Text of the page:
Audiences are in for both an intellectual and artistic treat when attending the Waterworks Players’ production of David Auburn’s hit show Proof. An experienced, talented cast brings to life a smart, tightly-written drama with some surprising twists and turns.
The play itself focuses on the reclusive daughter of a recently-deceased brilliant mathematician. Dealing with Robert’s death is bad enough, but Catherine is also consumed by the fear that she has somehow inherited her father’s disposition towards mental illness. Further complications are supplied by Hal—a young math professor eagerly sorting through Robert’s manic writing in search of moments of genius, and Claire—Catherine’s pragmatic and guilt-ridden sister. The play’s central twist revolves around the authorship of a brilliant new “proof” discovered in Robert’s study, as well as a budding, 4) awkward romance between Catherine and Hal.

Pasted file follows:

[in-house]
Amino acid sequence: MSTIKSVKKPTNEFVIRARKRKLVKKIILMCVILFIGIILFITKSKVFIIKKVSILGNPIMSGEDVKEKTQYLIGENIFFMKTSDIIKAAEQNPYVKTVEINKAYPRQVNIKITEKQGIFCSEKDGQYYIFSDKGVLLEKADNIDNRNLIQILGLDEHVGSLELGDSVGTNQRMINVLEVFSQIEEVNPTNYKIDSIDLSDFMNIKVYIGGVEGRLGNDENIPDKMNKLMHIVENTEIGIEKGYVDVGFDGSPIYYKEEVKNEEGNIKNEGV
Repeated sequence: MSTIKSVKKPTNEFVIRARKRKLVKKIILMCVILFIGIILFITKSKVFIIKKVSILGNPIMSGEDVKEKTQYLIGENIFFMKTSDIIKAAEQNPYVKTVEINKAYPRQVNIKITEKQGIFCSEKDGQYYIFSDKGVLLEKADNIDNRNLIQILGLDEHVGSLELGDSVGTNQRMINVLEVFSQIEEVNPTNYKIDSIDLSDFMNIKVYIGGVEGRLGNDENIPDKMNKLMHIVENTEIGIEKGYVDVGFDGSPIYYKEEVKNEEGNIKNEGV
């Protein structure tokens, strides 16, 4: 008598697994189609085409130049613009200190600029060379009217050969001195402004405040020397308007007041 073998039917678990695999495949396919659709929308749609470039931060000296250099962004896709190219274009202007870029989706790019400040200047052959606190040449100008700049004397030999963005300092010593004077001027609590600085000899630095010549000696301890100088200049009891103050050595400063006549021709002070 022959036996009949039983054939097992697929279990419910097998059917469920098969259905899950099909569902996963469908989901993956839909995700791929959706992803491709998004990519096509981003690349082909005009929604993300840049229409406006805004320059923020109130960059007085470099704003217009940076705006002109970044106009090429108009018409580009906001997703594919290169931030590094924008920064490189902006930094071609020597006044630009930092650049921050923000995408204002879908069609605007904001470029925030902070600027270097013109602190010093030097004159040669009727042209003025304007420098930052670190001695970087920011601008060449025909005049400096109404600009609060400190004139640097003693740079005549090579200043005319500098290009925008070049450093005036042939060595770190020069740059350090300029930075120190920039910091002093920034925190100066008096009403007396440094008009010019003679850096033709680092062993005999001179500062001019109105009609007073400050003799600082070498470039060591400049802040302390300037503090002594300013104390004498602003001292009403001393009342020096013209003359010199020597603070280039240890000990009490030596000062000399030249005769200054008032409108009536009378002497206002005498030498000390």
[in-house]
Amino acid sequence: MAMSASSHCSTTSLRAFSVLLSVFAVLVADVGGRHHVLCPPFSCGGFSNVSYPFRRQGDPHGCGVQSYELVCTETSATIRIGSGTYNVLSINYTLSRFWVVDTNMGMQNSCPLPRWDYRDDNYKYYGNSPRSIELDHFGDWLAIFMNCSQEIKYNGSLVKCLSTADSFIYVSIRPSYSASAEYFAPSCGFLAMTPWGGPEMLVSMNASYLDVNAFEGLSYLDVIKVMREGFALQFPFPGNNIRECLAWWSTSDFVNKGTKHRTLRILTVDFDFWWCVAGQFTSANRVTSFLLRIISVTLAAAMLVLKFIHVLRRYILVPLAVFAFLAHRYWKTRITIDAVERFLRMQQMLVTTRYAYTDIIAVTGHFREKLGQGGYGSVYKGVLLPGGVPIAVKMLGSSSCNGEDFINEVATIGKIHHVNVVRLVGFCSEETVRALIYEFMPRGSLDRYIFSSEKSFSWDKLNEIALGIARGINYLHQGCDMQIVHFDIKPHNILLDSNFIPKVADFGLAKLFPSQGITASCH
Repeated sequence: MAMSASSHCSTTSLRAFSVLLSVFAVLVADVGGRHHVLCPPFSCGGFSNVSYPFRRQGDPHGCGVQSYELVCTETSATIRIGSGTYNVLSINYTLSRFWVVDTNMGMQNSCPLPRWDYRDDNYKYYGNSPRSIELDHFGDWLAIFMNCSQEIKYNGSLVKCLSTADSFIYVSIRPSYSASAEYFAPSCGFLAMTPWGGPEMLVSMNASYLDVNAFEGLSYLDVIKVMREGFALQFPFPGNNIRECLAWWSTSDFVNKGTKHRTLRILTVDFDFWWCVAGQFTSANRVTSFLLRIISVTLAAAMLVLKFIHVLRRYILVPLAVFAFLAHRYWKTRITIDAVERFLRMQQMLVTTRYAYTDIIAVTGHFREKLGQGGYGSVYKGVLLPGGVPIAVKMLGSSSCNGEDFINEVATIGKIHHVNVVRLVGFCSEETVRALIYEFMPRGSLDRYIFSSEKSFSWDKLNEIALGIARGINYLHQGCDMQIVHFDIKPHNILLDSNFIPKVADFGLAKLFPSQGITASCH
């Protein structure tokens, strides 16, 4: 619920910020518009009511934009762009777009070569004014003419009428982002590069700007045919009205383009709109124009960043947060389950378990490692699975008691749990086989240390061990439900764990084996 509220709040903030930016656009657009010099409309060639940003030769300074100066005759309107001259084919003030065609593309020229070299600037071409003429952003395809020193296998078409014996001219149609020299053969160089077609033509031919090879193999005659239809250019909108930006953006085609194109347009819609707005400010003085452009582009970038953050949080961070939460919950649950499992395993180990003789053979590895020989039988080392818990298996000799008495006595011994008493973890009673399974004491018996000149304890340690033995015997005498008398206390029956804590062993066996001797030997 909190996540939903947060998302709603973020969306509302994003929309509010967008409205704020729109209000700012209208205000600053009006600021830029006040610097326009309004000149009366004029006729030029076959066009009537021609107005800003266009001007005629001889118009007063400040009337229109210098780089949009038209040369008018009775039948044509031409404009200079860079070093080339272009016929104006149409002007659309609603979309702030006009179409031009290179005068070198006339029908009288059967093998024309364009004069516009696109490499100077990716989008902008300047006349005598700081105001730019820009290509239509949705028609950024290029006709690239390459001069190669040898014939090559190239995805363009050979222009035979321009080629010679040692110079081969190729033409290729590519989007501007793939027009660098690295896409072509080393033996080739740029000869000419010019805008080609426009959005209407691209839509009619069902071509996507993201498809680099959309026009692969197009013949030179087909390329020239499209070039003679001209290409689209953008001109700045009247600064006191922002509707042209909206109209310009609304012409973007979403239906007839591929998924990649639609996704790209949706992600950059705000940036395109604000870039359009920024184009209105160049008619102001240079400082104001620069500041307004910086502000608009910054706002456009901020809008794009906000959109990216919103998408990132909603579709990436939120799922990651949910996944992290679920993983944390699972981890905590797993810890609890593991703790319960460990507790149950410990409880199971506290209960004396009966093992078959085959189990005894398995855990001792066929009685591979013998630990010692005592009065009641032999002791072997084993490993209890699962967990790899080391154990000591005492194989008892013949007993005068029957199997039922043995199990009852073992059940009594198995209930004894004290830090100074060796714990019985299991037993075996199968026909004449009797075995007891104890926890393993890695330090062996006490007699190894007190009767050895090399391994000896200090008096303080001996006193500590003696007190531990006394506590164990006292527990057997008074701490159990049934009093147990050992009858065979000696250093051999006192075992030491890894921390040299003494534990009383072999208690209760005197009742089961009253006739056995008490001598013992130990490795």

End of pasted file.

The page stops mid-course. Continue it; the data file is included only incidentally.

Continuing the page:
The show’s production qualities are excellent. The set is simple and elegantly designed—focusing attention on the actors instead of their surroundings.
Audiences will be able to easily see and hear the action from any seat in the house. Few, if any, community theatres work in a space rivaling Waterwork’s spacious yet intimately-arranged black-box-style theatre.
All the roles are believably and sensitively portrayed, especially during the show’s most emotionally- packed dramatic moments. Linda Sauve (Catherine) does a fine job alternating between moments of fragility and hard-bitten sarcasm and Aaron Willoughby (Hal) is a success playing an engaging self-confessed nerdy math teacher. Elizabeth Whiley (Claire) does an admirable job playing Catherine’s overbearing but well-meaning sister and Dudley Sauve (Robert) often shines in the role of a fatherly genius struggling with bouts of madness. Jay Lynn’s direction is clean and sharp, helping the play’s action stay natural and fast-paced.
Overall, the Waterwork’s Players’ Proof is a clever, well-performed show that demonstrates that, even among mathematicians, the common denominator is love.
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